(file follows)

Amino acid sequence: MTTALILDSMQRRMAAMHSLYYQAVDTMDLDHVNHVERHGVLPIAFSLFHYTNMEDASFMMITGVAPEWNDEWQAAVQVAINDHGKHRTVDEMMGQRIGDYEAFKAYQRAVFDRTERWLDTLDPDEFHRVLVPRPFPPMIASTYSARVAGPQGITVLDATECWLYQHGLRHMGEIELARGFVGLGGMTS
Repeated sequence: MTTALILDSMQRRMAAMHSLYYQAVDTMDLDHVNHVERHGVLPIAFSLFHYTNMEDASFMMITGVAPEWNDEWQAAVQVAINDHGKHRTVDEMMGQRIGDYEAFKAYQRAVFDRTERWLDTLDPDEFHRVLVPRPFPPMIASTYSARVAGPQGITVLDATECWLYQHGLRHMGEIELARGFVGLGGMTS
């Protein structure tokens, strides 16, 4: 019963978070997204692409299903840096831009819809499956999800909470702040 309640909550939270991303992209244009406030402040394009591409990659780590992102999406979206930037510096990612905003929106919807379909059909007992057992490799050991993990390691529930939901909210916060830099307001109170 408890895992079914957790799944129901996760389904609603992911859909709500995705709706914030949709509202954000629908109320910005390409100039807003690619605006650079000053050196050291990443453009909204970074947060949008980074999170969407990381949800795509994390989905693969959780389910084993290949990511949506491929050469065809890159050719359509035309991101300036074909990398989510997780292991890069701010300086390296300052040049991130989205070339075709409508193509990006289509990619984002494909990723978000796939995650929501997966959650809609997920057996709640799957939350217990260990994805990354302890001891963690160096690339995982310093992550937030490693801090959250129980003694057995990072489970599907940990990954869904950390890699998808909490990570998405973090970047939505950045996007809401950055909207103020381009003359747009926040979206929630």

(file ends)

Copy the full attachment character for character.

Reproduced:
Amino acid sequence: MTTALILDSMQRRMAAMHSLYYQAVDTMDLDHVNHVERHGVLPIAFSLFHYTNMEDASFMMITGVAPEWNDEWQAAVQVAINDHGKHRTVDEMMGQRIGDYEAFKAYQRAVFDRTERWLDTLDPDEFHRVLVPRPFPPMIASTYSARVAGPQGITVLDATECWLYQHGLRHMGEIELARGFVGLGGMTS
Repeated sequence: MTTALILDSMQRRMAAMHSLYYQAVDTMDLDHVNHVERHGVLPIAFSLFHYTNMEDASFMMITGVAPEWNDEWQAAVQVAINDHGKHRTVDEMMGQRIGDYEAFKAYQRAVFDRTERWLDTLDPDEFHRVLVPRPFPPMIASTYSARVAGPQGITVLDATECWLYQHGLRHMGEIELARGFVGLGGMTS
């Protein structure tokens, strides 16, 4: 019963978070997204692409299903840096831009819809499956999800909470702040 309640909550939270991303992209244009406030402040394009591409990659780590992102999406979206930037510096990612905003929106919807379909059909007992057992490799050991993990390691529930939901909210916060830099307001109170 408890895992079914957790799944129901996760389904609603992911859909709500995705709706914030949709509202954000629908109320910005390409100039807003690619605006650079000053050196050291990443453009909204970074947060949008980074999170969407990381949800795509994390989905693969959780389910084993290949990511949506491929050469065809890159050719359509035309991101300036074909990398989510997780292991890069701010300086390296300052040049991130989205070339075709409508193509990006289509990619984002494909990723978000796939995650929501997966959650809609997920057996709640799957939350217990260990994805990354302890001891963690160096690339995982310093992550937030490693801090959250129980003694057995990072489970599907940990990954869904950390890699998808909490990570998405973090970047939505950045996007809401950055909207103020381009003359747009926040979206929630």